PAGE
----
Crude oil tumbled on Friday after President Donald Trump blasted the OPEC on Twitter, accusing the consortium of artificially boosting oil prices.
Crude oil futures for May 2018 traded down 0.04% at $68.26 on the NY Mercantile Exchange, and the futures for June 2018 declined 0.25% to $68.16. Geopolitical tensions were behind crude oil prices.
Trump tweeted about the Organization of the Petroleum Exporting Countries (OPEC), “looks like OPEC is at it again. With record amounts of Oil all over the place, including the fully loaded ships at sea, Oil prices are artificially Very High! No good and will not be accepted!”
Crude oil had risen to $69.45 on Thursday after Saudi Arabian officials told Reuters they were expecting higher oil prices — about $80 or $100 a barrel. In the midst of all this, OPEC had been lowering crude production by 1.8 million barrels per day to boost oil prices. An Energy Information Administration report stated that crude oil inventories dropped by 1.07 million barrels in the week ended April 13.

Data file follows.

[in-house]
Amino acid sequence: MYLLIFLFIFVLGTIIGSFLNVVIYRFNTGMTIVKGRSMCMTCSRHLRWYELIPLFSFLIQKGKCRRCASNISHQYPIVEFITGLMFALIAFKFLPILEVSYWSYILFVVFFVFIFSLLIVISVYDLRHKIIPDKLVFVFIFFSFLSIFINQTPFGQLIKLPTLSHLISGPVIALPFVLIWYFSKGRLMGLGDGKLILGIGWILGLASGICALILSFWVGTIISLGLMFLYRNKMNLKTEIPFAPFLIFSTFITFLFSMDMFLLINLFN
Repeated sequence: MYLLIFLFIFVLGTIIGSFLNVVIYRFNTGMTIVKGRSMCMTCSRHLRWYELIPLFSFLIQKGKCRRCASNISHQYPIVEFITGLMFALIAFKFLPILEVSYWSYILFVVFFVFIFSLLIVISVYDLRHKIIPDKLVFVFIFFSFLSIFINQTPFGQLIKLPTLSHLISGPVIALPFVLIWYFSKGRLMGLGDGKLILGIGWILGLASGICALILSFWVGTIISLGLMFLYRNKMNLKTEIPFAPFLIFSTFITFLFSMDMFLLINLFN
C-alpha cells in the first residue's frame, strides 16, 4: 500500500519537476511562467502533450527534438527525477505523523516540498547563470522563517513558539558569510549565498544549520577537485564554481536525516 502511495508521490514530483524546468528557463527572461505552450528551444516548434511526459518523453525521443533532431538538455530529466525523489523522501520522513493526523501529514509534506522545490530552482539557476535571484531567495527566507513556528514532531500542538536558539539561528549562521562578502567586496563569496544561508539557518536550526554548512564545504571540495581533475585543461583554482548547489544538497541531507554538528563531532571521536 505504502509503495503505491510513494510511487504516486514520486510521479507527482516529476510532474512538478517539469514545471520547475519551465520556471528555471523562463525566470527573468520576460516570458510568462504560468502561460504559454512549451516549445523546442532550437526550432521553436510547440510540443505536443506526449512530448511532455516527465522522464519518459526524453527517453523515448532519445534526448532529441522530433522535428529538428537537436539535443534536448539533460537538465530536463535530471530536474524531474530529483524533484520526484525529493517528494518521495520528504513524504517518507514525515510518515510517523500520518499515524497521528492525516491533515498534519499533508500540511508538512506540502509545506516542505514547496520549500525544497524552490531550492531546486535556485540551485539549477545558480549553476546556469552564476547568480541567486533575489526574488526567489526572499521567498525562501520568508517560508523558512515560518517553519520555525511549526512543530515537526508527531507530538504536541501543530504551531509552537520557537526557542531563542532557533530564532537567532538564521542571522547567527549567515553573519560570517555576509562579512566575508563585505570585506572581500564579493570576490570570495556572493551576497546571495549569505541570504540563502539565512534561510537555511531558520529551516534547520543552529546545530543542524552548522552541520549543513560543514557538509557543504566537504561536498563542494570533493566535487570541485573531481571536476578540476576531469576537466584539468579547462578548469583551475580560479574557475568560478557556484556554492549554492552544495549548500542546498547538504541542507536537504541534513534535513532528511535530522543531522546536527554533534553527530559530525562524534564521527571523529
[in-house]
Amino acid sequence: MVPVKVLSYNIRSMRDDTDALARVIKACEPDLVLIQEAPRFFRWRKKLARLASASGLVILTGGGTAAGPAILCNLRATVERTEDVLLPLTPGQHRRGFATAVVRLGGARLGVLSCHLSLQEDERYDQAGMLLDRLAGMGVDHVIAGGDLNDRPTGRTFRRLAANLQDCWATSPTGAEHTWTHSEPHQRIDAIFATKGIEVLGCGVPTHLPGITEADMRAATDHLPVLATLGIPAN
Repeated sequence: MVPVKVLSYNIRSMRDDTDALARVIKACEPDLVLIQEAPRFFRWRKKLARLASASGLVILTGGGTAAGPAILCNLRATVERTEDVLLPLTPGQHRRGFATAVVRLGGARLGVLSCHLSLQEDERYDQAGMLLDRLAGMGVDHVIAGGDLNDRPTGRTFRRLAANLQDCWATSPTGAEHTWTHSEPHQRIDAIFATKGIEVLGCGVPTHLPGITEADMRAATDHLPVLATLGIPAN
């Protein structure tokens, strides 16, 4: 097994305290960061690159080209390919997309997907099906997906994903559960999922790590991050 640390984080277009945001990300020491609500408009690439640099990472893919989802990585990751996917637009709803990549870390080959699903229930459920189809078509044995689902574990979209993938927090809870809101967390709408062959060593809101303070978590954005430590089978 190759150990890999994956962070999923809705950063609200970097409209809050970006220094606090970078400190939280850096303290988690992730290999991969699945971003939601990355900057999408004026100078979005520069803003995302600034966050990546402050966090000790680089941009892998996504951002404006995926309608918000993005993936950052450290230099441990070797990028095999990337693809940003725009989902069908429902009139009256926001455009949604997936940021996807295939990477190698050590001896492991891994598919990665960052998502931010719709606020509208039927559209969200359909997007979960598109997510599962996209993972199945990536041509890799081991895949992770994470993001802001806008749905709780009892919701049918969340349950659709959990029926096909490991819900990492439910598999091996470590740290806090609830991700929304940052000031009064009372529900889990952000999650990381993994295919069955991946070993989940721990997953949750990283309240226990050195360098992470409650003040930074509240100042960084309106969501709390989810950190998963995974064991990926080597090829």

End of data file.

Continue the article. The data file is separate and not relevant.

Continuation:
Meanwhile, Russia is reconsidering production cuts quotas after energy minister Alexander Novak said the country would assess the market situation — which will be monitored over the next two months — at the next meeting in June.
Iraqi oil minister Jabar al-Luaibi added to this, saying that prices are not very high as the market is stabilizing now.
The International Monetary Fund (IMF) this week said they expect oil to fall below $60 next year, down from this year’s expectations of $62.31. Citing to a slower global economic growth, IMF predicts oil prices to fall to $53.60 a barrel by 2023.
IMF is upbeat on the world’s economy in 2018 and 2019 that should convert into higher oil demand. These forecasts are, of course, sensitive to the US-China trade conditions, which seem to have taken many significant turns in the past couple of months.